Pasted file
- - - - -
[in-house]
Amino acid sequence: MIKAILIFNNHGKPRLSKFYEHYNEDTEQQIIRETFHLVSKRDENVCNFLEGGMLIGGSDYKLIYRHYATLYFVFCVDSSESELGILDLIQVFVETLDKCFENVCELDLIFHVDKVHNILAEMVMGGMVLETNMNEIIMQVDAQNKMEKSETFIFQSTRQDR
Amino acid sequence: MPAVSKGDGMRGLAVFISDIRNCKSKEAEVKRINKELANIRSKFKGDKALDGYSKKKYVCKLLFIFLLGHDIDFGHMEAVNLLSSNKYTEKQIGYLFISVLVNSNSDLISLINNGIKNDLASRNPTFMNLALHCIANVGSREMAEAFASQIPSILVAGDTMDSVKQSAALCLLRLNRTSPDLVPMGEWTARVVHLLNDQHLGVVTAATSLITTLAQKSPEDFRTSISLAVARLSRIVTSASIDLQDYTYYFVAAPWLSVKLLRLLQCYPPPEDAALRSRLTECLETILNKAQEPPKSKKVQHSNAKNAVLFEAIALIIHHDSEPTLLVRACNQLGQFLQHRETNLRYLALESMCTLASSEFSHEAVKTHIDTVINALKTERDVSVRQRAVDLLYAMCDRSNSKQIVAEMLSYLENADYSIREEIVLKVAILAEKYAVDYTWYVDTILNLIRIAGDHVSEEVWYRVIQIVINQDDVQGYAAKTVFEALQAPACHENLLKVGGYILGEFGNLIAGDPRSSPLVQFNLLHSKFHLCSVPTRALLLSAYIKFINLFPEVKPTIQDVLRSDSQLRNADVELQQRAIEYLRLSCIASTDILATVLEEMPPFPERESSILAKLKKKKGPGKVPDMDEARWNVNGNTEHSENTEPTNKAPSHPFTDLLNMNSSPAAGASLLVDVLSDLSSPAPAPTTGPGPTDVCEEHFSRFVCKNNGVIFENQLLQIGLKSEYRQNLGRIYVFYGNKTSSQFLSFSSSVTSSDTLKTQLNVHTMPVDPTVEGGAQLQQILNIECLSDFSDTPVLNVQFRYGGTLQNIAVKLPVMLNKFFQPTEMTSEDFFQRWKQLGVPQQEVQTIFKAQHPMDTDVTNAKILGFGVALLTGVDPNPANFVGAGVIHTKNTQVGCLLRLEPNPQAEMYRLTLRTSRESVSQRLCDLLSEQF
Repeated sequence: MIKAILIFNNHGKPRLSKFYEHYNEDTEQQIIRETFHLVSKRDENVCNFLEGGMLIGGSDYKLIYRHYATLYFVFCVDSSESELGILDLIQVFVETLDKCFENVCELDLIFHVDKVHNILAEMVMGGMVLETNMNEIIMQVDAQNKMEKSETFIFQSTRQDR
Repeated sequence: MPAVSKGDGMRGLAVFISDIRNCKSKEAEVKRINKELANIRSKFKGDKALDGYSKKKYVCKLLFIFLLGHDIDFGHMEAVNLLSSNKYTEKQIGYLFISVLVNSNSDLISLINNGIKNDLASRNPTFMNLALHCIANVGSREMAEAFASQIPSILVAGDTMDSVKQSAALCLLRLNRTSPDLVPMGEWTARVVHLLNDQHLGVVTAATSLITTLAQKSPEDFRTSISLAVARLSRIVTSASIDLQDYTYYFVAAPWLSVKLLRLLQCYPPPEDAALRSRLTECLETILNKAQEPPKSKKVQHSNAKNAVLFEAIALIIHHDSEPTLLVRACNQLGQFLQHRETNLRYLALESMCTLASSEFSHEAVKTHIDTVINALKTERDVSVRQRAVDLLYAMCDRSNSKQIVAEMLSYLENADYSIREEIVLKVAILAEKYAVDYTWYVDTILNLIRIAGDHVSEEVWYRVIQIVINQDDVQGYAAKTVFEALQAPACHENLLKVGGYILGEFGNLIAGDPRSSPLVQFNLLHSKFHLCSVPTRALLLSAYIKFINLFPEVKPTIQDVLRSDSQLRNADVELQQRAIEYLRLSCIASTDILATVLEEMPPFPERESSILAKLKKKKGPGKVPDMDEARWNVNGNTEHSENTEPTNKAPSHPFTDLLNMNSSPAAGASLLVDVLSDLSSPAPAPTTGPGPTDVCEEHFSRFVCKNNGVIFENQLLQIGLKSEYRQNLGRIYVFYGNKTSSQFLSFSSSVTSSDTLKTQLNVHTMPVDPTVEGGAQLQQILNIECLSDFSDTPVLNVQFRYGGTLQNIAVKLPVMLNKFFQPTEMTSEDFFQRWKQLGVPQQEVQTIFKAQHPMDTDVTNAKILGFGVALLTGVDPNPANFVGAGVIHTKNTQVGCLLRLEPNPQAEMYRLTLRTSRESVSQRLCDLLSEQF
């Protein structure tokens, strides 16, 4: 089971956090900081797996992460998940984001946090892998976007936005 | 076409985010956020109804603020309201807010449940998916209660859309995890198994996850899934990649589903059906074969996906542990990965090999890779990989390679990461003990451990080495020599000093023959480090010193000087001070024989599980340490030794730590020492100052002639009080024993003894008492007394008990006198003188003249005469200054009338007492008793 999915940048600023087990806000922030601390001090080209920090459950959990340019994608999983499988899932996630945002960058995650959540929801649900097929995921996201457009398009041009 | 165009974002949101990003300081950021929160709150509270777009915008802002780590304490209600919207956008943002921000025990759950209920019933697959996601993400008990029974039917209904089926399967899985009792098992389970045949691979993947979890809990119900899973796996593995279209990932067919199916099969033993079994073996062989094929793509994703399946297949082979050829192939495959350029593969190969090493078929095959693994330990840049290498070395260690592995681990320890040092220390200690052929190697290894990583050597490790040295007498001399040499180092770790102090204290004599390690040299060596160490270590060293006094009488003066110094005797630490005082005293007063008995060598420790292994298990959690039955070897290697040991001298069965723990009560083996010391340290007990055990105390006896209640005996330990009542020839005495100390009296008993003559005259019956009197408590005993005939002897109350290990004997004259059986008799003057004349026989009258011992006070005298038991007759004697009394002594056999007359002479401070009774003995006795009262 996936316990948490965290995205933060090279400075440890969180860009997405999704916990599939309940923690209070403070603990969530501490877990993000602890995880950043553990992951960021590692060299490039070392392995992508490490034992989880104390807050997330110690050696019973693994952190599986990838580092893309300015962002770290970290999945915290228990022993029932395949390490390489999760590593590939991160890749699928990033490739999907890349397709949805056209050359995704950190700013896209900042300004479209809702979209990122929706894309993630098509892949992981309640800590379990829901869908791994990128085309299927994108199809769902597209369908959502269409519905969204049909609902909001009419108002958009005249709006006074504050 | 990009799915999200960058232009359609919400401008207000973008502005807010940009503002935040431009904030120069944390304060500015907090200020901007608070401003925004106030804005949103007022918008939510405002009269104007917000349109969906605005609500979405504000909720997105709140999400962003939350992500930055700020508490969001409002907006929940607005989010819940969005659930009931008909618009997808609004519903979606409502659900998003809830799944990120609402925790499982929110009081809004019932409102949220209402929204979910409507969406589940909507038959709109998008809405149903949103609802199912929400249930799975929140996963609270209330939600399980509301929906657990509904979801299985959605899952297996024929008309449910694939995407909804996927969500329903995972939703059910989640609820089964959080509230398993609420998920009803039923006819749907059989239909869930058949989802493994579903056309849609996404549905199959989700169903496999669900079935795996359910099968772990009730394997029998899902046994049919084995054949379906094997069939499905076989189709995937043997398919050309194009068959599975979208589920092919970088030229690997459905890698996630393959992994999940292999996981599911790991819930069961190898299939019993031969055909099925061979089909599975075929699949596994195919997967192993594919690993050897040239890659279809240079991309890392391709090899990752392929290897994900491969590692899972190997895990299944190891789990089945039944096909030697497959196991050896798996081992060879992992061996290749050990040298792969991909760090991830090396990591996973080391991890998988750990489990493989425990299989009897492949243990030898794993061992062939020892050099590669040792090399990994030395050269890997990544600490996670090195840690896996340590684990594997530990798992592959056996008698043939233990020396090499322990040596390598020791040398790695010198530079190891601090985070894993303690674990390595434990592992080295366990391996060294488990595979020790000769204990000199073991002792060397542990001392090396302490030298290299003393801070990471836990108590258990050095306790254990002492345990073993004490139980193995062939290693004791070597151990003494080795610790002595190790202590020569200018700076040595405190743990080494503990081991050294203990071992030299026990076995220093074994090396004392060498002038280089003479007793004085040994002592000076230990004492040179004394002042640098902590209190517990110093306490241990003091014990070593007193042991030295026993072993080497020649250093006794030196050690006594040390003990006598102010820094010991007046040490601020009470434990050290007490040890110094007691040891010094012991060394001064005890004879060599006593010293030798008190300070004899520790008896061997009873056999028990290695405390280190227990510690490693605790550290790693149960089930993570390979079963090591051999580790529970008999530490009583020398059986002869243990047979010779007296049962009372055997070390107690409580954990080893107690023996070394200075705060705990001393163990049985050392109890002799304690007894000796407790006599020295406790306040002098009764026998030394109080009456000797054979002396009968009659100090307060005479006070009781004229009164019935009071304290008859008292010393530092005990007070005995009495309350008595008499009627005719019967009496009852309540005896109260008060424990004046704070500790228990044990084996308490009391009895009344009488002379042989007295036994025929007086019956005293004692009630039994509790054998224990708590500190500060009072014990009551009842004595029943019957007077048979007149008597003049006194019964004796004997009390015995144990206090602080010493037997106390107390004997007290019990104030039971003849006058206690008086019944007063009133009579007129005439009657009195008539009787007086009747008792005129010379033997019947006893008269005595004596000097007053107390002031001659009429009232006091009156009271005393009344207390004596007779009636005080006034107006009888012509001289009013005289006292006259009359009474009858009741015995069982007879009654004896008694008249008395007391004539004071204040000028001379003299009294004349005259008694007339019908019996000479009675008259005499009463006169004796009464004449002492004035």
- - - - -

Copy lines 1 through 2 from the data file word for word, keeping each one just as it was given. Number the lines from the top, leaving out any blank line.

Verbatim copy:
[in-house]
Amino acid sequence: MIKAILIFNNHGKPRLSKFYEHYNEDTEQQIIRETFHLVSKRDENVCNFLEGGMLIGGSDYKLIYRHYATLYFVFCVDSSESELGILDLIQVFVETLDKCFENVCELDLIFHVDKVHNILAEMVMGGMVLETNMNEIIMQVDAQNKMEKSETFIFQSTRQDR